We live in the forest because the trees are gone. All of our shade comes from elsewhere, and it cannot stay. We build our houses out of stumps, on stumps. We build roofs and chairs and beds. When there were trees, we could not bear to live here, but now that they have gone, we build and build. There are few of us. From a distance, you would not see a thing.

Our forest ends in grass to the north. To the south, it ends in gravel. To the west, past the wasteland, the city is a gray-brown band. We turn toward it. Hello? Hello? we say into the wind. Reception is spotty. Our hair blows into our mouths.

Yesterday, the grass drifted into our forest. Little by little, before we half noticed, it grew ankle deep. It is light green now, almost blond, every blade identical. We sneak kisses. In the evening, we uproot some and set it on our plates.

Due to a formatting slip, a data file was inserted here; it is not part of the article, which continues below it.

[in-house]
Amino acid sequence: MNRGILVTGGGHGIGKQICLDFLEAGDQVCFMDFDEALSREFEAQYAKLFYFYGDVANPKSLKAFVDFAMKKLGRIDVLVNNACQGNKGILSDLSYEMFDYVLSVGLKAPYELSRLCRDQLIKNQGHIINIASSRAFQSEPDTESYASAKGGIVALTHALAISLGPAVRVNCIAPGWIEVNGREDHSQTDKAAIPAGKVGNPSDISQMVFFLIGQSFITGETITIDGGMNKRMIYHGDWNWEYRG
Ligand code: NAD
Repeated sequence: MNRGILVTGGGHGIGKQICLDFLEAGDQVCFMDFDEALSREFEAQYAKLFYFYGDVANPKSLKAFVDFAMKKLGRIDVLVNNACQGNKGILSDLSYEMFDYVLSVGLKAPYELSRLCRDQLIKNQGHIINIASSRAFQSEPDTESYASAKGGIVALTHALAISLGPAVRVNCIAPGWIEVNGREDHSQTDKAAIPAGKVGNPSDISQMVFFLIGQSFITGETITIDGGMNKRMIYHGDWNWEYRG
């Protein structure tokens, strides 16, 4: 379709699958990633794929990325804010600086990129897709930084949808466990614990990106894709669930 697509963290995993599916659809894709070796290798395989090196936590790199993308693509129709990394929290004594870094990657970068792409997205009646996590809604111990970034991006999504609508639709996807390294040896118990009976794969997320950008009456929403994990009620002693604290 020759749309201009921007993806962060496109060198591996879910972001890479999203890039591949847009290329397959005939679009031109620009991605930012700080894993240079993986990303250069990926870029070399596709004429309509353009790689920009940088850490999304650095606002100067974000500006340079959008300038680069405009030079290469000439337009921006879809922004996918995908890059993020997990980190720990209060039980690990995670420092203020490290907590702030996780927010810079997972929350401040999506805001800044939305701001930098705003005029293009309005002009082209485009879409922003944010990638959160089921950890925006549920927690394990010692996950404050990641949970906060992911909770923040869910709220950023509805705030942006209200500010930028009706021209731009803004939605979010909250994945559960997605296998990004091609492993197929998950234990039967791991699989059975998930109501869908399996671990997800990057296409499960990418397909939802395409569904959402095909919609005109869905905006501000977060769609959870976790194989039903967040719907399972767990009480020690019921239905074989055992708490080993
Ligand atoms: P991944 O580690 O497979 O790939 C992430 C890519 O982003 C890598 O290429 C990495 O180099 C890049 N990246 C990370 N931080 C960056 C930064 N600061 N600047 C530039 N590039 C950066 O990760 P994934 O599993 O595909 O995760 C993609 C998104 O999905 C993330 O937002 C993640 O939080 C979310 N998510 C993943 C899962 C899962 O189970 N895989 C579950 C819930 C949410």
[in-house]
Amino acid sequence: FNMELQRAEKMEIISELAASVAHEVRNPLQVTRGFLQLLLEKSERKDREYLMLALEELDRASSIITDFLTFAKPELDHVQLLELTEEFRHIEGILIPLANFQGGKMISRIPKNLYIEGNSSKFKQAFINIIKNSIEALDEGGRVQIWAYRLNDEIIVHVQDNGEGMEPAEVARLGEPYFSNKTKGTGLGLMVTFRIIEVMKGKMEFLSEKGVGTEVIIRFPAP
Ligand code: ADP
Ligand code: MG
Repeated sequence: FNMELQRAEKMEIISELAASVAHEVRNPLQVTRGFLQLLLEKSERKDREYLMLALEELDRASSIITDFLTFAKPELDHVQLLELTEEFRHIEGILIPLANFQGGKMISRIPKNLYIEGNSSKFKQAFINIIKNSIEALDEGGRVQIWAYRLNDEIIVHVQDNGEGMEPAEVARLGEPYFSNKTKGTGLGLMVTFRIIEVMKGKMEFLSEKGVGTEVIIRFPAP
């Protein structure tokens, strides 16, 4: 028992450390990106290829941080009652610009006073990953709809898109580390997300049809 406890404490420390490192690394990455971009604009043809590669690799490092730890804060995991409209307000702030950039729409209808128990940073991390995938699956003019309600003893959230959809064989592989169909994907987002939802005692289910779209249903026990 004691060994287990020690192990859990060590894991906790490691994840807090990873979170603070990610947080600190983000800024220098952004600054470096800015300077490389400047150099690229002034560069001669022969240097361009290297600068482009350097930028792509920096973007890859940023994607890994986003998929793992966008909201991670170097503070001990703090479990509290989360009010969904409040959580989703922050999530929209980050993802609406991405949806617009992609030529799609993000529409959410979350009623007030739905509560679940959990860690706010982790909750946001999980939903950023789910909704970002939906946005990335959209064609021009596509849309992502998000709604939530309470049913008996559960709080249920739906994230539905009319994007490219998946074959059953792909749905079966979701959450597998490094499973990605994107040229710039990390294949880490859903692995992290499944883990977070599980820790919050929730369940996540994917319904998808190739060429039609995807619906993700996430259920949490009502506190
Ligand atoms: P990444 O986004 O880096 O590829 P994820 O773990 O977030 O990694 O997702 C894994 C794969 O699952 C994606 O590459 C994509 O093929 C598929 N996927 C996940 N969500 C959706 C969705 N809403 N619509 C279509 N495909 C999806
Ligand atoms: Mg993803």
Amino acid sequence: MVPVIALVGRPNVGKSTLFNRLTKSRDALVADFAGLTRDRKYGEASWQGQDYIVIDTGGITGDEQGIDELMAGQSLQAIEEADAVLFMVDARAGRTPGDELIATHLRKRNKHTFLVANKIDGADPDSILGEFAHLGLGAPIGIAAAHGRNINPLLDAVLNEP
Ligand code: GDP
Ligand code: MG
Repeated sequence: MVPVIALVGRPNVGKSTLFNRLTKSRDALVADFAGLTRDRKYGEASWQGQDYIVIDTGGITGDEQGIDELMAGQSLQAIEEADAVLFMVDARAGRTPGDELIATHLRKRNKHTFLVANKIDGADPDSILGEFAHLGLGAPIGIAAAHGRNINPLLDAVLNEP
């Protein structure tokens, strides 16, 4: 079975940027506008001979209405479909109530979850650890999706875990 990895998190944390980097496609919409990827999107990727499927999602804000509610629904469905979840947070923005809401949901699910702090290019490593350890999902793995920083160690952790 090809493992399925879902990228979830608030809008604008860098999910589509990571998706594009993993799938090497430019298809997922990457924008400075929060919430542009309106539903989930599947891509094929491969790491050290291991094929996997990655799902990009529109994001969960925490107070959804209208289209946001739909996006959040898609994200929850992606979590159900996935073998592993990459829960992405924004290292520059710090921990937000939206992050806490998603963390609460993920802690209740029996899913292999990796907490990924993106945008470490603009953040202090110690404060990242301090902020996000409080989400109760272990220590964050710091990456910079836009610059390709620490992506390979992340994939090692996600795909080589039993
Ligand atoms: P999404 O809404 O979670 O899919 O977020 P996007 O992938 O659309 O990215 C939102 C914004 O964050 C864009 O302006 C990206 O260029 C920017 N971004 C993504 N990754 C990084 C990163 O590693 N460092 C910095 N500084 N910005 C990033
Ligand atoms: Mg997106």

Our father says, Amen. He says, This is how kings have eaten. We say, No. Our teeth scrape the seeds. He says, Check your Bible. He smiles. We chew. We don’t have a Bible. Our father keeps his for himself.

We give birth in our stump houses. Because we give birth all at the same time, each of us hears only one woman’s noise. We rest. Our milk smells of grass. Our babies smell of grass and blood and infection. We take our babies outside in the wind to dry them and then again into the rain for bathing. Each of us holds her own baby. It’s how we know which one to bring inside.

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